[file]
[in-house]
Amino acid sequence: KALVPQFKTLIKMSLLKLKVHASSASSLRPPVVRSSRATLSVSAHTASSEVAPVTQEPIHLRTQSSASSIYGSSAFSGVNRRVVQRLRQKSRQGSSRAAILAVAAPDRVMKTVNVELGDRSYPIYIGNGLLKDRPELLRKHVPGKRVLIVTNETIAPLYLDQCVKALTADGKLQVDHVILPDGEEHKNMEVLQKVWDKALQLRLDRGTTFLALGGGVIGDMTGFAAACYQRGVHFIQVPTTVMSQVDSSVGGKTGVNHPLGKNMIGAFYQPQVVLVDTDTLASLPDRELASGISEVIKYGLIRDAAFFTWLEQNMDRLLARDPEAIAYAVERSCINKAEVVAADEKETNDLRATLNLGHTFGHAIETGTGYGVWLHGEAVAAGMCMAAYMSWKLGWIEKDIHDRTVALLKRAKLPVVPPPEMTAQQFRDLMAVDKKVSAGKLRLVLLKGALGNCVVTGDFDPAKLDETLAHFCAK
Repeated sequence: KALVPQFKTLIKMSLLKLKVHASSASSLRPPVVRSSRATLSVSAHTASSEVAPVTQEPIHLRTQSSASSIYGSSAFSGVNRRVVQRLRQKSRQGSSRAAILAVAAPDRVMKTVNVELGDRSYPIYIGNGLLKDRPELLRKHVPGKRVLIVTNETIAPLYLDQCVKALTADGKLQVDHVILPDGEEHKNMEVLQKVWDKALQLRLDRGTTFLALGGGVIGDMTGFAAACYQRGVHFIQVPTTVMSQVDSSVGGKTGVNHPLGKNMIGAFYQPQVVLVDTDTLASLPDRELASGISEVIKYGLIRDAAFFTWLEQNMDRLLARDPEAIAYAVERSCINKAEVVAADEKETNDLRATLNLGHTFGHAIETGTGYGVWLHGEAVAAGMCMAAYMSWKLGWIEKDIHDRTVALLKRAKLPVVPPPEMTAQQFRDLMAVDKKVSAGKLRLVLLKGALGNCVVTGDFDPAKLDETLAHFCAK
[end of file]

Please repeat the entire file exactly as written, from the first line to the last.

[in-house]
Amino acid sequence: KALVPQFKTLIKMSLLKLKVHASSASSLRPPVVRSSRATLSVSAHTASSEVAPVTQEPIHLRTQSSASSIYGSSAFSGVNRRVVQRLRQKSRQGSSRAAILAVAAPDRVMKTVNVELGDRSYPIYIGNGLLKDRPELLRKHVPGKRVLIVTNETIAPLYLDQCVKALTADGKLQVDHVILPDGEEHKNMEVLQKVWDKALQLRLDRGTTFLALGGGVIGDMTGFAAACYQRGVHFIQVPTTVMSQVDSSVGGKTGVNHPLGKNMIGAFYQPQVVLVDTDTLASLPDRELASGISEVIKYGLIRDAAFFTWLEQNMDRLLARDPEAIAYAVERSCINKAEVVAADEKETNDLRATLNLGHTFGHAIETGTGYGVWLHGEAVAAGMCMAAYMSWKLGWIEKDIHDRTVALLKRAKLPVVPPPEMTAQQFRDLMAVDKKVSAGKLRLVLLKGALGNCVVTGDFDPAKLDETLAHFCAK
Repeated sequence: KALVPQFKTLIKMSLLKLKVHASSASSLRPPVVRSSRATLSVSAHTASSEVAPVTQEPIHLRTQSSASSIYGSSAFSGVNRRVVQRLRQKSRQGSSRAAILAVAAPDRVMKTVNVELGDRSYPIYIGNGLLKDRPELLRKHVPGKRVLIVTNETIAPLYLDQCVKALTADGKLQVDHVILPDGEEHKNMEVLQKVWDKALQLRLDRGTTFLALGGGVIGDMTGFAAACYQRGVHFIQVPTTVMSQVDSSVGGKTGVNHPLGKNMIGAFYQPQVVLVDTDTLASLPDRELASGISEVIKYGLIRDAAFFTWLEQNMDRLLARDPEAIAYAVERSCINKAEVVAADEKETNDLRATLNLGHTFGHAIETGTGYGVWLHGEAVAAGMCMAAYMSWKLGWIEKDIHDRTVALLKRAKLPVVPPPEMTAQQFRDLMAVDKKVSAGKLRLVLLKGALGNCVVTGDFDPAKLDETLAHFCAK